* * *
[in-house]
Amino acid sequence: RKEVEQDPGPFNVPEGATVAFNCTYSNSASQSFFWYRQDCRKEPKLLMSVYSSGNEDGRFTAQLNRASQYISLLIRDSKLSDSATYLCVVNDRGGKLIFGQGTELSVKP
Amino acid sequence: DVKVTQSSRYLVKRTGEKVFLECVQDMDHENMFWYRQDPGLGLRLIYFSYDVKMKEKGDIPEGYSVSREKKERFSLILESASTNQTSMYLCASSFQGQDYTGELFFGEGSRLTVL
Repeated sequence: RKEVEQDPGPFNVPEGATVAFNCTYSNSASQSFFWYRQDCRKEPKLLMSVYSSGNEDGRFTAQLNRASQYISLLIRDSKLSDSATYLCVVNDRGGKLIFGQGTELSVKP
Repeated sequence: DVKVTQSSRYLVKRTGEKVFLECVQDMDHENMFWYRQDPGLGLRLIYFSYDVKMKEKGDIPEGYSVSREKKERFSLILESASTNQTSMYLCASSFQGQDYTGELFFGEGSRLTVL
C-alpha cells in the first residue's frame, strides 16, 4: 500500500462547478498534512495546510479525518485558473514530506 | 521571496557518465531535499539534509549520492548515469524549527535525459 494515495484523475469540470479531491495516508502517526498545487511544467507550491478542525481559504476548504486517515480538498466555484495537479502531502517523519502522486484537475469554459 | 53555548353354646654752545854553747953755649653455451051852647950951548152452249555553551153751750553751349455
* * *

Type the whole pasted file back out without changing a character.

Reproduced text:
[in-house]
Amino acid sequence: RKEVEQDPGPFNVPEGATVAFNCTYSNSASQSFFWYRQDCRKEPKLLMSVYSSGNEDGRFTAQLNRASQYISLLIRDSKLSDSATYLCVVNDRGGKLIFGQGTELSVKP
Amino acid sequence: DVKVTQSSRYLVKRTGEKVFLECVQDMDHENMFWYRQDPGLGLRLIYFSYDVKMKEKGDIPEGYSVSREKKERFSLILESASTNQTSMYLCASSFQGQDYTGELFFGEGSRLTVL
Repeated sequence: RKEVEQDPGPFNVPEGATVAFNCTYSNSASQSFFWYRQDCRKEPKLLMSVYSSGNEDGRFTAQLNRASQYISLLIRDSKLSDSATYLCVVNDRGGKLIFGQGTELSVKP
Repeated sequence: DVKVTQSSRYLVKRTGEKVFLECVQDMDHENMFWYRQDPGLGLRLIYFSYDVKMKEKGDIPEGYSVSREKKERFSLILESASTNQTSMYLCASSFQGQDYTGELFFGEGSRLTVL
C-alpha cells in the first residue's frame, strides 16, 4: 500500500462547478498534512495546510479525518485558473514530506 | 521571496557518465531535499539534509549520492548515469524549527535525459 494515495484523475469540470479531491495516508502517526498545487511544467507550491478542525481559504476548504486517515480538498466555484495537479502531502517523519502522486484537475469554459 | 53555548353354646654752545854553747953755649653455451051852647950951548152452249555553551153751750553751349455